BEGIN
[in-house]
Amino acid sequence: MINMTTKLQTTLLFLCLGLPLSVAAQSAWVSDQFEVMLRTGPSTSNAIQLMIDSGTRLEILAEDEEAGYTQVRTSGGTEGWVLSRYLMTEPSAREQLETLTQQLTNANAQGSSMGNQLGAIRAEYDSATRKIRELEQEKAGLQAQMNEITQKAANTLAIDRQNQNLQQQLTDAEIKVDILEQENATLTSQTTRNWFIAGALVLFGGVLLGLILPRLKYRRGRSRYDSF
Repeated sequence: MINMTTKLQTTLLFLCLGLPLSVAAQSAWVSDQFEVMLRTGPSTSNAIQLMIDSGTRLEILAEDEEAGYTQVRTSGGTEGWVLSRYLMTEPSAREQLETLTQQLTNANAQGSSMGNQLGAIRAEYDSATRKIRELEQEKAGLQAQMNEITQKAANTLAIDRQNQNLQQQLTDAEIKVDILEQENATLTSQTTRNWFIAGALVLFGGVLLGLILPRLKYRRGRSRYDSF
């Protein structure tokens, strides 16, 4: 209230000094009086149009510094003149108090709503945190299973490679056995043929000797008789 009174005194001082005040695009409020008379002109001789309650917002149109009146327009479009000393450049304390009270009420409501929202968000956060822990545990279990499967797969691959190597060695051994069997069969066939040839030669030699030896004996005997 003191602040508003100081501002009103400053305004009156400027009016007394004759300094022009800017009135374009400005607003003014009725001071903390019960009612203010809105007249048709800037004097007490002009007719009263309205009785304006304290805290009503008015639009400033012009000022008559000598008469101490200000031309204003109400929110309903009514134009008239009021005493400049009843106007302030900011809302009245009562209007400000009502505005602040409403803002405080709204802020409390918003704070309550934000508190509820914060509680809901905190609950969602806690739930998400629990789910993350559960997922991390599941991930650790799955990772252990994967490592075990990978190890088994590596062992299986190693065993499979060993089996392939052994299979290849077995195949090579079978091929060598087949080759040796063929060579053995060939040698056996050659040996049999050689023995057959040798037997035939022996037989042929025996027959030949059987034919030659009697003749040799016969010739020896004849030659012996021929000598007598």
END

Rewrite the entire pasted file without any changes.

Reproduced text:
[in-house]
Amino acid sequence: MINMTTKLQTTLLFLCLGLPLSVAAQSAWVSDQFEVMLRTGPSTSNAIQLMIDSGTRLEILAEDEEAGYTQVRTSGGTEGWVLSRYLMTEPSAREQLETLTQQLTNANAQGSSMGNQLGAIRAEYDSATRKIRELEQEKAGLQAQMNEITQKAANTLAIDRQNQNLQQQLTDAEIKVDILEQENATLTSQTTRNWFIAGALVLFGGVLLGLILPRLKYRRGRSRYDSF
Repeated sequence: MINMTTKLQTTLLFLCLGLPLSVAAQSAWVSDQFEVMLRTGPSTSNAIQLMIDSGTRLEILAEDEEAGYTQVRTSGGTEGWVLSRYLMTEPSAREQLETLTQQLTNANAQGSSMGNQLGAIRAEYDSATRKIRELEQEKAGLQAQMNEITQKAANTLAIDRQNQNLQQQLTDAEIKVDILEQENATLTSQTTRNWFIAGALVLFGGVLLGLILPRLKYRRGRSRYDSF
């Protein structure tokens, strides 16, 4: 209230000094009086149009510094003149108090709503945190299973490679056995043929000797008789 009174005194001082005040695009409020008379002109001789309650917002149109009146327009479009000393450049304390009270009420409501929202968000956060822990545990279990499967797969691959190597060695051994069997069969066939040839030669030699030896004996005997 003191602040508003100081501002009103400053305004009156400027009016007394004759300094022009800017009135374009400005607003003014009725001071903390019960009612203010809105007249048709800037004097007490002009007719009263309205009785304006304290805290009503008015639009400033012009000022008559000598008469101490200000031309204003109400929110309903009514134009008239009021005493400049009843106007302030900011809302009245009562209007400000009502505005602040409403803002405080709204802020409390918003704070309550934000508190509820914060509680809901905190609950969602806690739930998400629990789910993350559960997922991390599941991930650790799955990772252990994967490592075990990978190890088994590596062992299986190693065993499979060993089996392939052994299979290849077995195949090579079978091929060598087949080759040796063929060579053995060939040698056996050659040996049999050689023995057959040798037997035939022996037989042929025996027959030949059987034919030659009697003749040799016969010739020896004849030659012996021929000598007598």